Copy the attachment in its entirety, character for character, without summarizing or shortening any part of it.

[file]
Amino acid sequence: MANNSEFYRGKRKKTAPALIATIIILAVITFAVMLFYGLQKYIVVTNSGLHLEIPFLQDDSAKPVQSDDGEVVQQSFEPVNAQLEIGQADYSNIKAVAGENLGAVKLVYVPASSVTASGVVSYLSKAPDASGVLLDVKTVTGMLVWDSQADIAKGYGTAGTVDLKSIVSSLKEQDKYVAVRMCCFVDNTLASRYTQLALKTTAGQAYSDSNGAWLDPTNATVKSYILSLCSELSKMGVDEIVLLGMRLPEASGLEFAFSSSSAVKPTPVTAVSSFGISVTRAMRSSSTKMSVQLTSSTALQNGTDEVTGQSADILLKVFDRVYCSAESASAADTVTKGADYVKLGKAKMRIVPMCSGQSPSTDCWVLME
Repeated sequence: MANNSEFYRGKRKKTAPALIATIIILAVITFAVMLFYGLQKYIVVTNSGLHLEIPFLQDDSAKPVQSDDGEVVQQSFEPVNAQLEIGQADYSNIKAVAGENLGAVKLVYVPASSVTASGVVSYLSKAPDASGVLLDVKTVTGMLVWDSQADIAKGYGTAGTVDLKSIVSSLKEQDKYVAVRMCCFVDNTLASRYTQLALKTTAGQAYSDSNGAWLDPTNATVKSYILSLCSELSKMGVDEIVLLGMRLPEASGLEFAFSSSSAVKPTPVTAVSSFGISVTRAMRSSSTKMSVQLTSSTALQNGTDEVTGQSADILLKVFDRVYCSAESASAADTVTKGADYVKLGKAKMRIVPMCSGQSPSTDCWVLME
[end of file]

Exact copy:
Amino acid sequence: MANNSEFYRGKRKKTAPALIATIIILAVITFAVMLFYGLQKYIVVTNSGLHLEIPFLQDDSAKPVQSDDGEVVQQSFEPVNAQLEIGQADYSNIKAVAGENLGAVKLVYVPASSVTASGVVSYLSKAPDASGVLLDVKTVTGMLVWDSQADIAKGYGTAGTVDLKSIVSSLKEQDKYVAVRMCCFVDNTLASRYTQLALKTTAGQAYSDSNGAWLDPTNATVKSYILSLCSELSKMGVDEIVLLGMRLPEASGLEFAFSSSSAVKPTPVTAVSSFGISVTRAMRSSSTKMSVQLTSSTALQNGTDEVTGQSADILLKVFDRVYCSAESASAADTVTKGADYVKLGKAKMRIVPMCSGQSPSTDCWVLME
Repeated sequence: MANNSEFYRGKRKKTAPALIATIIILAVITFAVMLFYGLQKYIVVTNSGLHLEIPFLQDDSAKPVQSDDGEVVQQSFEPVNAQLEIGQADYSNIKAVAGENLGAVKLVYVPASSVTASGVVSYLSKAPDASGVLLDVKTVTGMLVWDSQADIAKGYGTAGTVDLKSIVSSLKEQDKYVAVRMCCFVDNTLASRYTQLALKTTAGQAYSDSNGAWLDPTNATVKSYILSLCSELSKMGVDEIVLLGMRLPEASGLEFAFSSSSAVKPTPVTAVSSFGISVTRAMRSSSTKMSVQLTSSTALQNGTDEVTGQSADILLKVFDRVYCSAESASAADTVTKGADYVKLGKAKMRIVPMCSGQSPSTDCWVLME